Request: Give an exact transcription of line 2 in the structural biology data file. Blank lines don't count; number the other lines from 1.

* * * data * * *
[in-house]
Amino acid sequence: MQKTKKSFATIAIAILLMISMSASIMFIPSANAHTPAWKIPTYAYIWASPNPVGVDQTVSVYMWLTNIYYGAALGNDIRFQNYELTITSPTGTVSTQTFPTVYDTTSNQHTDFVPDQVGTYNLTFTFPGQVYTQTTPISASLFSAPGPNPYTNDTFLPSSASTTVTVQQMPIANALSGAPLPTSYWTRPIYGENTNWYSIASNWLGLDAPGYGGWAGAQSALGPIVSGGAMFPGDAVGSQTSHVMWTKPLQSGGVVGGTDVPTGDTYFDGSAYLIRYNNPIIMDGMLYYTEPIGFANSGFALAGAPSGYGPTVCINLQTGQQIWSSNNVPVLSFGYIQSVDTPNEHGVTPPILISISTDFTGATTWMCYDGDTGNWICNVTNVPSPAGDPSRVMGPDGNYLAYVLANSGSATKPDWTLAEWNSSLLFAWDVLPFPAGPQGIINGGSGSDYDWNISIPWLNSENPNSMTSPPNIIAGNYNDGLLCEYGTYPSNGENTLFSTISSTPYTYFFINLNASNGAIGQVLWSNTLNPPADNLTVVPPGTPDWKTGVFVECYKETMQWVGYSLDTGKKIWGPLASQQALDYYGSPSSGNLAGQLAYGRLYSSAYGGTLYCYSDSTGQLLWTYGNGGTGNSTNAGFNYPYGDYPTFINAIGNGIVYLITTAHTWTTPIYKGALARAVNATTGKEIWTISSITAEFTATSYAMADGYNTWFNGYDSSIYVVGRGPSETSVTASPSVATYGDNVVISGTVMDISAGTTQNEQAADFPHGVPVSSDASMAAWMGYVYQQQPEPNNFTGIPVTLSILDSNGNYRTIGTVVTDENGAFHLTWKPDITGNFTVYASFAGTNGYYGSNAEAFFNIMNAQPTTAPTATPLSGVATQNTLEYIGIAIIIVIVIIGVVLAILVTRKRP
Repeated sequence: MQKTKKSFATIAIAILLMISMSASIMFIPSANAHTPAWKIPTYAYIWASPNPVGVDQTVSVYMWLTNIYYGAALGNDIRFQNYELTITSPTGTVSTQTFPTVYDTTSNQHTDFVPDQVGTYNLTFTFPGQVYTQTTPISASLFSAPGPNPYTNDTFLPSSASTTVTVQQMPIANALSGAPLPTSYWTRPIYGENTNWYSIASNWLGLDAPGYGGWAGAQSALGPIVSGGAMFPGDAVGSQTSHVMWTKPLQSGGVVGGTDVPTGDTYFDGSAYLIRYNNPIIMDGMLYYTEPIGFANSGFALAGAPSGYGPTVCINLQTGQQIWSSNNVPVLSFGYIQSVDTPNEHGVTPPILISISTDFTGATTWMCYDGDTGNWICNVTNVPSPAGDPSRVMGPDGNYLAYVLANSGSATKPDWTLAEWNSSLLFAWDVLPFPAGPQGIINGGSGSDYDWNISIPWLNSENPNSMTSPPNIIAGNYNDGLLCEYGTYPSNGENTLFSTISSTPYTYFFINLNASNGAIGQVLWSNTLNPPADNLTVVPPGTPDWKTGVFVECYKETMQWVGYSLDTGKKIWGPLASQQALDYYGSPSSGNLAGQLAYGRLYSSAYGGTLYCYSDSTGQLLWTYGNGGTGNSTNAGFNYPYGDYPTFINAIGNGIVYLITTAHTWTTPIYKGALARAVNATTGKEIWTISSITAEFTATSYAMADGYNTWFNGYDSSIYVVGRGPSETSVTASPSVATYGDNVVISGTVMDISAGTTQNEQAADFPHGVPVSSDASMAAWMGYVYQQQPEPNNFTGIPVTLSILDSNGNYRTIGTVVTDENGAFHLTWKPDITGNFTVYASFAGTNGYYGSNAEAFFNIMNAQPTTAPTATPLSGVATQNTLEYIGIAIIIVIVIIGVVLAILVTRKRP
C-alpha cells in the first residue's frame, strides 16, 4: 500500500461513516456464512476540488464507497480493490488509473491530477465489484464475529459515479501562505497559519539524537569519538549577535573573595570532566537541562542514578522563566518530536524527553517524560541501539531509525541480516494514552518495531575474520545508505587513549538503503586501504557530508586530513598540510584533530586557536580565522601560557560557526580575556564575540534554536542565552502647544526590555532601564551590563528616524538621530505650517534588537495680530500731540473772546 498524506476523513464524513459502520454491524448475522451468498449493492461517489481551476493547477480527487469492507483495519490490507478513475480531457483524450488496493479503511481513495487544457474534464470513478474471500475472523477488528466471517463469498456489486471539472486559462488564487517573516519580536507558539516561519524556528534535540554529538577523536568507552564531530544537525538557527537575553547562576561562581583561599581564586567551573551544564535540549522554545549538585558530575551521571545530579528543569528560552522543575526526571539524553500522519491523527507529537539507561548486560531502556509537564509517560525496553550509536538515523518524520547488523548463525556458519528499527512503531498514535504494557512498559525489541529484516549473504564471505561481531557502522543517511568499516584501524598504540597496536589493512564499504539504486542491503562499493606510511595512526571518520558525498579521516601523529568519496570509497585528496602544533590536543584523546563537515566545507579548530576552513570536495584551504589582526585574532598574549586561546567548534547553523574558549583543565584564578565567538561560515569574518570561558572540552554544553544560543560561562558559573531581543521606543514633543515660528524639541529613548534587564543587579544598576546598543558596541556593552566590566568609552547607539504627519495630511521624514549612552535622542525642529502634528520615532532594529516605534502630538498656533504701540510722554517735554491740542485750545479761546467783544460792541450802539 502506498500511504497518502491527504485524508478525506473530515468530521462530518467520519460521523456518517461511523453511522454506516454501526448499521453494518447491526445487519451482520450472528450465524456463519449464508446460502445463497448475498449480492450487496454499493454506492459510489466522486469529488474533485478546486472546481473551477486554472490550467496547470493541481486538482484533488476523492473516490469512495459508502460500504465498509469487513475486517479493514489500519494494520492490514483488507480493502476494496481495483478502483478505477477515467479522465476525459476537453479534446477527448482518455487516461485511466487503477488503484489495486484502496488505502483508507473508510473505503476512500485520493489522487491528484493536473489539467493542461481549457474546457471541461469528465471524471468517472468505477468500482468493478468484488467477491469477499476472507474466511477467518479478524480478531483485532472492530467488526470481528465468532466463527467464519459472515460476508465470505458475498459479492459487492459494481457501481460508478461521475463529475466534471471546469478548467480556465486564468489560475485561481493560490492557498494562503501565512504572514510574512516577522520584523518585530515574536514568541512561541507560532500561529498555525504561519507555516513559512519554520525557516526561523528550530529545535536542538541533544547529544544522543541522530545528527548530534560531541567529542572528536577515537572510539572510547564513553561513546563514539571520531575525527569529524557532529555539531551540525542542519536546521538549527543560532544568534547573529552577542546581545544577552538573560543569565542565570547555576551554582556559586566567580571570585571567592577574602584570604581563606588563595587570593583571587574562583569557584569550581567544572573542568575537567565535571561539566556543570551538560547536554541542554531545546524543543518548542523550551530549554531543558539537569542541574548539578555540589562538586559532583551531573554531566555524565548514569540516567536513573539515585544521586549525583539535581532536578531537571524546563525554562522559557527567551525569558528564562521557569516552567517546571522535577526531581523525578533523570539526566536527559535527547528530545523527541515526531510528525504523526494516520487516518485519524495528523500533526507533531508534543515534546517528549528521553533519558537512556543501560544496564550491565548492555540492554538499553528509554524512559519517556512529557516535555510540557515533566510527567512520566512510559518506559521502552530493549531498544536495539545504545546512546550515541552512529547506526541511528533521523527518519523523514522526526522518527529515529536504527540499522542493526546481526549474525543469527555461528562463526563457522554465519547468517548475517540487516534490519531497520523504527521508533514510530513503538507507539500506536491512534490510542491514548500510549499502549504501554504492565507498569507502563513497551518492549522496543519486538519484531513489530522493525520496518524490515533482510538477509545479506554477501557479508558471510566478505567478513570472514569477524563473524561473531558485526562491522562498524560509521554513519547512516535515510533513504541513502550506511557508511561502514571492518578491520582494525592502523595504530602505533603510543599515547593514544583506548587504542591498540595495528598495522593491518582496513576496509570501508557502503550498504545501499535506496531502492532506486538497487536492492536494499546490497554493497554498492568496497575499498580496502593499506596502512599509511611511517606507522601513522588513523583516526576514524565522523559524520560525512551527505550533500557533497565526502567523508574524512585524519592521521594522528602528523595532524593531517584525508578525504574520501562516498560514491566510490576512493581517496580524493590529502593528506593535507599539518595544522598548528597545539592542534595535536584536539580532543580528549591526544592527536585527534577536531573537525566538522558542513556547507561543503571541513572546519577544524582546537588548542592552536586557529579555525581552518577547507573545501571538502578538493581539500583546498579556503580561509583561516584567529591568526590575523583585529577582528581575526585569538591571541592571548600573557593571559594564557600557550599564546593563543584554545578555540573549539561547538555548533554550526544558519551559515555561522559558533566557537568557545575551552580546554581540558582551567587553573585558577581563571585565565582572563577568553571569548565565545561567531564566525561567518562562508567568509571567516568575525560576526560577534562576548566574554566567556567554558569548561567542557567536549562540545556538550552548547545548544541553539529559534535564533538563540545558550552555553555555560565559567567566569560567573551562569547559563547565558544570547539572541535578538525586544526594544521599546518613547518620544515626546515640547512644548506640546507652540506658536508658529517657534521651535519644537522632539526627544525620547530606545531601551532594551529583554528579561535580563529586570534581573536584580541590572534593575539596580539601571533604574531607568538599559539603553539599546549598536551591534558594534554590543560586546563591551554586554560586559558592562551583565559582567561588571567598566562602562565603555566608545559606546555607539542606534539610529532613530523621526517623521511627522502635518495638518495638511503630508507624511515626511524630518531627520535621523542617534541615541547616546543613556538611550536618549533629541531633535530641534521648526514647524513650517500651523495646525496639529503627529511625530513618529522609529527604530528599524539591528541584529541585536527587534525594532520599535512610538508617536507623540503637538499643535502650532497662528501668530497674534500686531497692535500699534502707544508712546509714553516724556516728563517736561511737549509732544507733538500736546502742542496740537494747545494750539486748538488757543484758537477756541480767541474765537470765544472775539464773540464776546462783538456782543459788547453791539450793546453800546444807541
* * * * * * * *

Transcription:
Amino acid sequence: MQKTKKSFATIAIAILLMISMSASIMFIPSANAHTPAWKIPTYAYIWASPNPVGVDQTVSVYMWLTNIYYGAALGNDIRFQNYELTITSPTGTVSTQTFPTVYDTTSNQHTDFVPDQVGTYNLTFTFPGQVYTQTTPISASLFSAPGPNPYTNDTFLPSSASTTVTVQQMPIANALSGAPLPTSYWTRPIYGENTNWYSIASNWLGLDAPGYGGWAGAQSALGPIVSGGAMFPGDAVGSQTSHVMWTKPLQSGGVVGGTDVPTGDTYFDGSAYLIRYNNPIIMDGMLYYTEPIGFANSGFALAGAPSGYGPTVCINLQTGQQIWSSNNVPVLSFGYIQSVDTPNEHGVTPPILISISTDFTGATTWMCYDGDTGNWICNVTNVPSPAGDPSRVMGPDGNYLAYVLANSGSATKPDWTLAEWNSSLLFAWDVLPFPAGPQGIINGGSGSDYDWNISIPWLNSENPNSMTSPPNIIAGNYNDGLLCEYGTYPSNGENTLFSTISSTPYTYFFINLNASNGAIGQVLWSNTLNPPADNLTVVPPGTPDWKTGVFVECYKETMQWVGYSLDTGKKIWGPLASQQALDYYGSPSSGNLAGQLAYGRLYSSAYGGTLYCYSDSTGQLLWTYGNGGTGNSTNAGFNYPYGDYPTFINAIGNGIVYLITTAHTWTTPIYKGALARAVNATTGKEIWTISSITAEFTATSYAMADGYNTWFNGYDSSIYVVGRGPSETSVTASPSVATYGDNVVISGTVMDISAGTTQNEQAADFPHGVPVSSDASMAAWMGYVYQQQPEPNNFTGIPVTLSILDSNGNYRTIGTVVTDENGAFHLTWKPDITGNFTVYASFAGTNGYYGSNAEAFFNIMNAQPTTAPTATPLSGVATQNTLEYIGIAIIIVIVIIGVVLAILVTRKRP